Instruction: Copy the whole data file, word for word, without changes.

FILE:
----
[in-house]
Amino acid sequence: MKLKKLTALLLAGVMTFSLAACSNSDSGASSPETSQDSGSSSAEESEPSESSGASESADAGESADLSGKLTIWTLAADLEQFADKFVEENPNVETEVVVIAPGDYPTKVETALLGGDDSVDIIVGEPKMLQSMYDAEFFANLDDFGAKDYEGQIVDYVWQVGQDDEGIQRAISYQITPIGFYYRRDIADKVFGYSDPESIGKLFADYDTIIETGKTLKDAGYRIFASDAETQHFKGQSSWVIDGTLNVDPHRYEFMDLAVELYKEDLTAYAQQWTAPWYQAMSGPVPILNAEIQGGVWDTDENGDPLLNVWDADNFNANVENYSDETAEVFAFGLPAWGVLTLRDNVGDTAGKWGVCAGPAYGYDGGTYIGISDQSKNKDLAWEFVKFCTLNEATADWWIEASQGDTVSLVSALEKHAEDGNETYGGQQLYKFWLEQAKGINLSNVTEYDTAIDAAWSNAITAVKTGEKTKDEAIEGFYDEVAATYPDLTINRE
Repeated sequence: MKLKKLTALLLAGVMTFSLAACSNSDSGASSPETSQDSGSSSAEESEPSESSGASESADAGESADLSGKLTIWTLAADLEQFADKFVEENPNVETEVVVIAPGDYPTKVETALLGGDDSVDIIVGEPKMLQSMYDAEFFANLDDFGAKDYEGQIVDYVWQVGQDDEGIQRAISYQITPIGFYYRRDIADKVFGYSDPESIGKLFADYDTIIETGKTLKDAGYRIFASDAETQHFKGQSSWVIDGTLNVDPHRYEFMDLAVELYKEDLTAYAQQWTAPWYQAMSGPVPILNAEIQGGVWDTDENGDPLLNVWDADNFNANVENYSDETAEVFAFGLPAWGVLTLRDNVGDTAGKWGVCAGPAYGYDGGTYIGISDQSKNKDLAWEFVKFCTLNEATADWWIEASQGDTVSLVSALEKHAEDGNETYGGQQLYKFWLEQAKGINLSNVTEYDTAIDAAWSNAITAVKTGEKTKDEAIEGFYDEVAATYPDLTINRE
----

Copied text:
[in-house]
Amino acid sequence: MKLKKLTALLLAGVMTFSLAACSNSDSGASSPETSQDSGSSSAEESEPSESSGASESADAGESADLSGKLTIWTLAADLEQFADKFVEENPNVETEVVVIAPGDYPTKVETALLGGDDSVDIIVGEPKMLQSMYDAEFFANLDDFGAKDYEGQIVDYVWQVGQDDEGIQRAISYQITPIGFYYRRDIADKVFGYSDPESIGKLFADYDTIIETGKTLKDAGYRIFASDAETQHFKGQSSWVIDGTLNVDPHRYEFMDLAVELYKEDLTAYAQQWTAPWYQAMSGPVPILNAEIQGGVWDTDENGDPLLNVWDADNFNANVENYSDETAEVFAFGLPAWGVLTLRDNVGDTAGKWGVCAGPAYGYDGGTYIGISDQSKNKDLAWEFVKFCTLNEATADWWIEASQGDTVSLVSALEKHAEDGNETYGGQQLYKFWLEQAKGINLSNVTEYDTAIDAAWSNAITAVKTGEKTKDEAIEGFYDEVAATYPDLTINRE
Repeated sequence: MKLKKLTALLLAGVMTFSLAACSNSDSGASSPETSQDSGSSSAEESEPSESSGASESADAGESADLSGKLTIWTLAADLEQFADKFVEENPNVETEVVVIAPGDYPTKVETALLGGDDSVDIIVGEPKMLQSMYDAEFFANLDDFGAKDYEGQIVDYVWQVGQDDEGIQRAISYQITPIGFYYRRDIADKVFGYSDPESIGKLFADYDTIIETGKTLKDAGYRIFASDAETQHFKGQSSWVIDGTLNVDPHRYEFMDLAVELYKEDLTAYAQQWTAPWYQAMSGPVPILNAEIQGGVWDTDENGDPLLNVWDADNFNANVENYSDETAEVFAFGLPAWGVLTLRDNVGDTAGKWGVCAGPAYGYDGGTYIGISDQSKNKDLAWEFVKFCTLNEATADWWIEASQGDTVSLVSALEKHAEDGNETYGGQQLYKFWLEQAKGINLSNVTEYDTAIDAAWSNAITAVKTGEKTKDEAIEGFYDEVAATYPDLTINRE